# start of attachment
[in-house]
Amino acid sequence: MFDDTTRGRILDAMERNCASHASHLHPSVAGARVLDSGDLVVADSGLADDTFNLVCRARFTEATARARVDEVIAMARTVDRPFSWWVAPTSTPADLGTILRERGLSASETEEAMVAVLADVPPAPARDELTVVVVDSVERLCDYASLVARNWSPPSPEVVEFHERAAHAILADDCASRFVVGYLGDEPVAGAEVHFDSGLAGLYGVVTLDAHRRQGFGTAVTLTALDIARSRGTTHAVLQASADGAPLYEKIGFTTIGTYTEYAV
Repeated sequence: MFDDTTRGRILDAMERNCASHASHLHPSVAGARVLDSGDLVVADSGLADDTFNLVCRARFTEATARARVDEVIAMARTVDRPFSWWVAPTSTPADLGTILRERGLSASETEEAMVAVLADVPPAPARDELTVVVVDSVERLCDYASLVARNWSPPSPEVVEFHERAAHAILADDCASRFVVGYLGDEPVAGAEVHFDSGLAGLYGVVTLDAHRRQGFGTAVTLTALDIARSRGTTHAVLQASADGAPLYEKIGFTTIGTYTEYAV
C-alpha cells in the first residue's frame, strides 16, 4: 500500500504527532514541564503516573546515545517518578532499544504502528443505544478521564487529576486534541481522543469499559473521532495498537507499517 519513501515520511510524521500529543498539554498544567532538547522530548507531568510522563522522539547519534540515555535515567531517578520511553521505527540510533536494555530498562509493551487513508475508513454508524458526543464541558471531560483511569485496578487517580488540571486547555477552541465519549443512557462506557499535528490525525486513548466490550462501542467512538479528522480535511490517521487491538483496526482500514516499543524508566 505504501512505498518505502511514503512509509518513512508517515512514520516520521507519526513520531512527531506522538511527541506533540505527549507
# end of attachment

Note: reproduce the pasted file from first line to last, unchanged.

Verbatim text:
[in-house]
Amino acid sequence: MFDDTTRGRILDAMERNCASHASHLHPSVAGARVLDSGDLVVADSGLADDTFNLVCRARFTEATARARVDEVIAMARTVDRPFSWWVAPTSTPADLGTILRERGLSASETEEAMVAVLADVPPAPARDELTVVVVDSVERLCDYASLVARNWSPPSPEVVEFHERAAHAILADDCASRFVVGYLGDEPVAGAEVHFDSGLAGLYGVVTLDAHRRQGFGTAVTLTALDIARSRGTTHAVLQASADGAPLYEKIGFTTIGTYTEYAV
Repeated sequence: MFDDTTRGRILDAMERNCASHASHLHPSVAGARVLDSGDLVVADSGLADDTFNLVCRARFTEATARARVDEVIAMARTVDRPFSWWVAPTSTPADLGTILRERGLSASETEEAMVAVLADVPPAPARDELTVVVVDSVERLCDYASLVARNWSPPSPEVVEFHERAAHAILADDCASRFVVGYLGDEPVAGAEVHFDSGLAGLYGVVTLDAHRRQGFGTAVTLTALDIARSRGTTHAVLQASADGAPLYEKIGFTTIGTYTEYAV
C-alpha cells in the first residue's frame, strides 16, 4: 500500500504527532514541564503516573546515545517518578532499544504502528443505544478521564487529576486534541481522543469499559473521532495498537507499517 519513501515520511510524521500529543498539554498544567532538547522530548507531568510522563522522539547519534540515555535515567531517578520511553521505527540510533536494555530498562509493551487513508475508513454508524458526543464541558471531560483511569485496578487517580488540571486547555477552541465519549443512557462506557499535528490525525486513548466490550462501542467512538479528522480535511490517521487491538483496526482500514516499543524508566 505504501512505498518505502511514503512509509518513512508517515512514520516520521507519526513520531512527531506522538511527541506533540505527549507